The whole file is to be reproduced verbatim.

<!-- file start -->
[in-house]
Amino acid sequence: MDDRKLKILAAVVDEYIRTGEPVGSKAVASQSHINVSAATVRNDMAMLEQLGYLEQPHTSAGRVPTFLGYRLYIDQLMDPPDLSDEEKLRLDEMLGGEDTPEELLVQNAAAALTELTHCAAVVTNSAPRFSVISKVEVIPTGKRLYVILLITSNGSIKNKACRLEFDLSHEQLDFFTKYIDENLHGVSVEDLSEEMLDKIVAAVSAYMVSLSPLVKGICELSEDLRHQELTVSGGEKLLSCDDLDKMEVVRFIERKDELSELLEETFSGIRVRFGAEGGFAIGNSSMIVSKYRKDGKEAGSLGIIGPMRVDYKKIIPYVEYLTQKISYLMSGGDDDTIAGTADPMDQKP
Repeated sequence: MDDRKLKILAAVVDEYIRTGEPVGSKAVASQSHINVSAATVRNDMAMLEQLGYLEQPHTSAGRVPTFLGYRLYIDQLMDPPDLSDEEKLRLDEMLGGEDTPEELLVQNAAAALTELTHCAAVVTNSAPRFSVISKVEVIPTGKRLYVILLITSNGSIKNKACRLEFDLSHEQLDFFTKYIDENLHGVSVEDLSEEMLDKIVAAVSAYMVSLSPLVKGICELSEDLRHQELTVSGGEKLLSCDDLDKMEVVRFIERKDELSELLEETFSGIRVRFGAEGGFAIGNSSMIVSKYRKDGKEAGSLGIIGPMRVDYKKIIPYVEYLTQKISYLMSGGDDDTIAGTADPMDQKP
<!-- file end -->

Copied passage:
[in-house]
Amino acid sequence: MDDRKLKILAAVVDEYIRTGEPVGSKAVASQSHINVSAATVRNDMAMLEQLGYLEQPHTSAGRVPTFLGYRLYIDQLMDPPDLSDEEKLRLDEMLGGEDTPEELLVQNAAAALTELTHCAAVVTNSAPRFSVISKVEVIPTGKRLYVILLITSNGSIKNKACRLEFDLSHEQLDFFTKYIDENLHGVSVEDLSEEMLDKIVAAVSAYMVSLSPLVKGICELSEDLRHQELTVSGGEKLLSCDDLDKMEVVRFIERKDELSELLEETFSGIRVRFGAEGGFAIGNSSMIVSKYRKDGKEAGSLGIIGPMRVDYKKIIPYVEYLTQKISYLMSGGDDDTIAGTADPMDQKP
Repeated sequence: MDDRKLKILAAVVDEYIRTGEPVGSKAVASQSHINVSAATVRNDMAMLEQLGYLEQPHTSAGRVPTFLGYRLYIDQLMDPPDLSDEEKLRLDEMLGGEDTPEELLVQNAAAALTELTHCAAVVTNSAPRFSVISKVEVIPTGKRLYVILLITSNGSIKNKACRLEFDLSHEQLDFFTKYIDENLHGVSVEDLSEEMLDKIVAAVSAYMVSLSPLVKGICELSEDLRHQELTVSGGEKLLSCDDLDKMEVVRFIERKDELSELLEETFSGIRVRFGAEGGFAIGNSSMIVSKYRKDGKEAGSLGIIGPMRVDYKKIIPYVEYLTQKISYLMSGGDDDTIAGTADPMDQKP